Joaquim Chissano to TSF: Aid to Mozambique "is far less than estimated"

(Vítor Rios / Global Imagens)

He led a country at war, made peace, and was president of the republic for almost twenty years. Joaquim Chissano, former head of state of Mozambique, is in Coimbra for the formal launch of the Sino-Lusophone Academy, an initiative of the University of Coimbra. Months after the cyclone Idai that destroyed part of the Mozambican territory, he was interviewed by TSF.

Although he is almost eighty years old, he still enjoys to eat the Bairrada dishes during the afternoon. He sits down to talk with TSF in the library of Quinta das Lágrimas, in Coimbra, where he is the guest of honor for the launch of the initiative of the rectory of the oldest Portuguese university.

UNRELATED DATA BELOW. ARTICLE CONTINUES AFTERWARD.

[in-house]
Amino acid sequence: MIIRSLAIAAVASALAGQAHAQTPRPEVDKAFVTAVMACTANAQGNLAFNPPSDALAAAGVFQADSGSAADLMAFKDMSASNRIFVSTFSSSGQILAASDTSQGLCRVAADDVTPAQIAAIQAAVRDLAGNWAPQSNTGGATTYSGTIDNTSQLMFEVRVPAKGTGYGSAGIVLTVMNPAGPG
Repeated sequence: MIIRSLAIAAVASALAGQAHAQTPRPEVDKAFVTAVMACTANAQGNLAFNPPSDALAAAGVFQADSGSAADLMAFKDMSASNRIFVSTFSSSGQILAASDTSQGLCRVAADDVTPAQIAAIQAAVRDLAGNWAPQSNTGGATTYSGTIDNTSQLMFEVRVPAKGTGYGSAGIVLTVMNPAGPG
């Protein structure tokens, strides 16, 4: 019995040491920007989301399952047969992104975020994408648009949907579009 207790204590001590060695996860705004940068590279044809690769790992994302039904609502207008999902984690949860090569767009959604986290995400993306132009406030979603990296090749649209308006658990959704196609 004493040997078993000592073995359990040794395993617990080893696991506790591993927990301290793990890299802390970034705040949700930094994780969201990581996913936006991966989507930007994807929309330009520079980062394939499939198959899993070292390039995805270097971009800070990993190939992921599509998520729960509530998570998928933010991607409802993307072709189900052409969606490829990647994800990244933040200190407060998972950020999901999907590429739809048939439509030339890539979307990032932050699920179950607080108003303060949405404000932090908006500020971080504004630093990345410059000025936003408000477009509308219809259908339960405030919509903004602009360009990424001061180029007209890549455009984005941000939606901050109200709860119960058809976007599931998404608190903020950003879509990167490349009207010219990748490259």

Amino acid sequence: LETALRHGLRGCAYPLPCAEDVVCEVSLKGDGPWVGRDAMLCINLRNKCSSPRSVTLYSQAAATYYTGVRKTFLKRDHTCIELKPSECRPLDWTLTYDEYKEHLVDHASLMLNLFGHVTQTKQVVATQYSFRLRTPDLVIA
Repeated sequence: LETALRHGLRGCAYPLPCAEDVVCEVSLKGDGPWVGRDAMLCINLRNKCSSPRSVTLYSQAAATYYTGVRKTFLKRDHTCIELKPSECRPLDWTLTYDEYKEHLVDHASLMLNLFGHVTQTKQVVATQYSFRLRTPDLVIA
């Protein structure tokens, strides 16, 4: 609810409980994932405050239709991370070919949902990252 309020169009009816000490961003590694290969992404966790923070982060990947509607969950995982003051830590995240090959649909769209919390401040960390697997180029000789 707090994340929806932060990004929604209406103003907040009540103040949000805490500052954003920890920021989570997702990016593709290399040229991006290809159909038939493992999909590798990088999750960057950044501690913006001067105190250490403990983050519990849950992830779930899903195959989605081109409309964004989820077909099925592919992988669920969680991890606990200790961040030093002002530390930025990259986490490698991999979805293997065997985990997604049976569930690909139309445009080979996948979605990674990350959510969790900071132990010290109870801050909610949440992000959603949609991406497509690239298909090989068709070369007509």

Months after the cyclone Idai, which devastated a part of the Mozambican territory, the former head of state who succeeded to Samora Machel says that aid to Mozambique is not enough for the needs, it is insufficient, and the effort must continue, after the most recent summit of donors: "we were promised $ 1.2 billion, far less than estimated, because it exceeds $ 3 billion." In May, Chissano had appealed for greater solidarity from the richer countries, but in fact he argues that the effort must be collective and global: "In this kind of thing, solidarity comes not only from the richest, it comes from everyone. In Mozambique, the solidarity movement does not come from the richest; Poor people also give what they can afford."

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